Dr. Jonathan: Last week, we had a conference, and there's an individual who does a lot of opiate treatment. He also referred to this and said, "You know you are seeing the person face to face, it's just not in the same room." His feeling is that this should not be a barrier in any real sense of the word, although there may be a need, over time, for some subtle changes to the wording, I think the idea of these are not people who are being treated unseen, they're simply not being seen within the physical proximity of your office. I think the idea is that with a lot of things which have gone on during COVID, including Clozapine monitoring, for CBC is that there's been some reinterpretation of what seems safe and reasonable in order to make sure people get, in this case they're controlled substances.
Dr. Roger: Question relates to [unintelligible 00:53:54] which has been a major, major focus of concern for just about everybody Manpreet you also spoke, I think everyone made reference either directly or indirectly to that. A question came in about a specific medication, we won't go into the details of specific medications. I'll start with Manpreet since you're the one that touched on it first, any practical approaches to sleep and sleep efficiency and trying to make sure our chronal biology cooperates?
Dr. Manpreet: Alludes to the point you made earlier Roger that we need to set some boundaries around our exposure to screens and try to simulate the best we can the routine natural cycles that our bodies are used to and accustomed to and that might mean cutting off-screen time and exposure at a certain time, a fixed time every day and every evening, and avoiding caffeine and doing the basics of good sleep hygiene. Getting up in the morning at a consistent time and getting ready as if you were to leave the home even if you're not just to provide yourself with that, again, day-to-day routine, I think you can't underscore the biological benefits of a stable routine, particularly in times of uncertainty.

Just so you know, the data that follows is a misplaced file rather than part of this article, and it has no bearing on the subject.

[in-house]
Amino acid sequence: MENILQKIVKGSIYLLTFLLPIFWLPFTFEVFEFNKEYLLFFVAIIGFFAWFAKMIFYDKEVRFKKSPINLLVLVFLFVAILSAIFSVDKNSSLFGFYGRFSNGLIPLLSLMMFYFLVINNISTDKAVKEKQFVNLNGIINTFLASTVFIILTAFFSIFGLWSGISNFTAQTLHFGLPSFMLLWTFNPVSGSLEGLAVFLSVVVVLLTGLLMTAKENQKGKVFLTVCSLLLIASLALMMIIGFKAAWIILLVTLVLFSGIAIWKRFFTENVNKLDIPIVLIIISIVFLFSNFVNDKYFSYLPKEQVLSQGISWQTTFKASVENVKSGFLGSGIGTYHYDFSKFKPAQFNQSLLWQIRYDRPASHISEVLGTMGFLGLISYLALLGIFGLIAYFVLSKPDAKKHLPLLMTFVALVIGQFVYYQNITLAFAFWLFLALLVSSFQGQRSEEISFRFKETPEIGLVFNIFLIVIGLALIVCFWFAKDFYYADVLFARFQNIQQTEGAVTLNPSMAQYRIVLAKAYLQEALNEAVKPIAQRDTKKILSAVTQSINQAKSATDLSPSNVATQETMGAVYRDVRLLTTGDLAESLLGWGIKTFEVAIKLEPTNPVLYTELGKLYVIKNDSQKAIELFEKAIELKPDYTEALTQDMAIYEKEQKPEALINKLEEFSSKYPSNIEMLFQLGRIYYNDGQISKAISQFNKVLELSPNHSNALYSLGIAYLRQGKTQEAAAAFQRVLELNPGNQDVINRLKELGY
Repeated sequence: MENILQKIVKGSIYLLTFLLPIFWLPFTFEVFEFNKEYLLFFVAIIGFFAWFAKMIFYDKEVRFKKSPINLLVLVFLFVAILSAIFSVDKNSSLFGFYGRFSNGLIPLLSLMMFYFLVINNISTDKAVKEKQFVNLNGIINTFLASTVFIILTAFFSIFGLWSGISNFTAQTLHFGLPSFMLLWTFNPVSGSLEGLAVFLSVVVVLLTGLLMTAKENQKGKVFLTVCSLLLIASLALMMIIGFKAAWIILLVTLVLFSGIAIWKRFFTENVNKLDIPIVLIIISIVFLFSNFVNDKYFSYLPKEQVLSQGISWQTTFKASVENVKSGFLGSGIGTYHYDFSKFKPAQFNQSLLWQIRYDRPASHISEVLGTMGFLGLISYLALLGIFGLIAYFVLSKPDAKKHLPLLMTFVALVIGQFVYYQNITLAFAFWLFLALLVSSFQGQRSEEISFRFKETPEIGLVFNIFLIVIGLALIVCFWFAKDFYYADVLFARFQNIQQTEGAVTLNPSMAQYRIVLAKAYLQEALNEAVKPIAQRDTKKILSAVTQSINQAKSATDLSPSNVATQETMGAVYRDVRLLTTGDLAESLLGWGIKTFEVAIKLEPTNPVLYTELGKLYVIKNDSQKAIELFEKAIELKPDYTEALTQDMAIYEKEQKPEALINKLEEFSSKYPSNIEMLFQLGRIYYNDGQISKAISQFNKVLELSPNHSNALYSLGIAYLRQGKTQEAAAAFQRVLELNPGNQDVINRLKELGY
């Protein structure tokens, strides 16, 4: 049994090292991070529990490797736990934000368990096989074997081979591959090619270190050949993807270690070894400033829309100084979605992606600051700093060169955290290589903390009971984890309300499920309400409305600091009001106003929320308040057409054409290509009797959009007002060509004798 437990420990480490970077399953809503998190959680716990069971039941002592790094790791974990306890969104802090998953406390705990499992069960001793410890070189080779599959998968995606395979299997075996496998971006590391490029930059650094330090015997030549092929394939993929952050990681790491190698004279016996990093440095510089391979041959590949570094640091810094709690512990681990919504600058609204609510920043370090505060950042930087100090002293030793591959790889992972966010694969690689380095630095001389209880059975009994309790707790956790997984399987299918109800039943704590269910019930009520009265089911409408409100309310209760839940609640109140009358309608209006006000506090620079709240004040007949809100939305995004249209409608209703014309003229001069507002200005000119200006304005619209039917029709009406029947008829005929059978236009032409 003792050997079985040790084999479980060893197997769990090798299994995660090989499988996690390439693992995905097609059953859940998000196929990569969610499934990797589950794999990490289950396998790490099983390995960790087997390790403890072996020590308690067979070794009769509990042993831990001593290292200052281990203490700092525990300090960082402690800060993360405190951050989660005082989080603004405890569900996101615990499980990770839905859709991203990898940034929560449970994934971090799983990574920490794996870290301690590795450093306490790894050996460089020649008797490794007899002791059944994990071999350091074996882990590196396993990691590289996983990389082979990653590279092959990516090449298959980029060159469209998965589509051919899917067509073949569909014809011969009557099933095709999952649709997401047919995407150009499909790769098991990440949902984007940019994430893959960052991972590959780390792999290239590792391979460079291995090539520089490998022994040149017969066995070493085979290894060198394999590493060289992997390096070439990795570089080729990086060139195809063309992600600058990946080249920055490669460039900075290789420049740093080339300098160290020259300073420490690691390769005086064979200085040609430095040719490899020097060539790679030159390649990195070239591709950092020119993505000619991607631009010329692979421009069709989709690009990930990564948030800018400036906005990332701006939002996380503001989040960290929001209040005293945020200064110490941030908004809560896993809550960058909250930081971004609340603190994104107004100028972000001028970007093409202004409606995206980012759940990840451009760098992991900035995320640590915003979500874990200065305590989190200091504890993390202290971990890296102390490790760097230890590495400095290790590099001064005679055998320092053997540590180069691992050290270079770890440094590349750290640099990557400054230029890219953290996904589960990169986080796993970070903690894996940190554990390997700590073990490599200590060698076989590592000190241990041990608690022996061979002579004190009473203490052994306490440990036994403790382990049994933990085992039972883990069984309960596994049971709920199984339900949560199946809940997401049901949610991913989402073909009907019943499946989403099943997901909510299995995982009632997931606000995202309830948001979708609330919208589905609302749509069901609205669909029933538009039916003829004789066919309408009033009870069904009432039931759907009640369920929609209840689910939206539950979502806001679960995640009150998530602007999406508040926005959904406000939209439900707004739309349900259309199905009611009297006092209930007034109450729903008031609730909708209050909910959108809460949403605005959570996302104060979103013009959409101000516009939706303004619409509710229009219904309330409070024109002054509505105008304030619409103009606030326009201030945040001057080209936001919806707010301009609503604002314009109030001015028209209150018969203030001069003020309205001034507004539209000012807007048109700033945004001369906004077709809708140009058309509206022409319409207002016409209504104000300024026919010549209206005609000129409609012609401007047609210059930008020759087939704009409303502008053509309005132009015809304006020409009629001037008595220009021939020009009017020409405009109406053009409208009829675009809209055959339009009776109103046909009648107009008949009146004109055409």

I would reiterate those preventive strategies at the very outset before moving into more aggressive strategies, which often are necessary when folks are already experiencing pretty significant depression and anxiety, those illnesses in and of themselves disrupt sleep. Compound that with the pandemic, and you've got a major sleep problem on your hands. Thinking about adjunctive aids to help again, facilitate regulation could be something to consider and discuss with patients.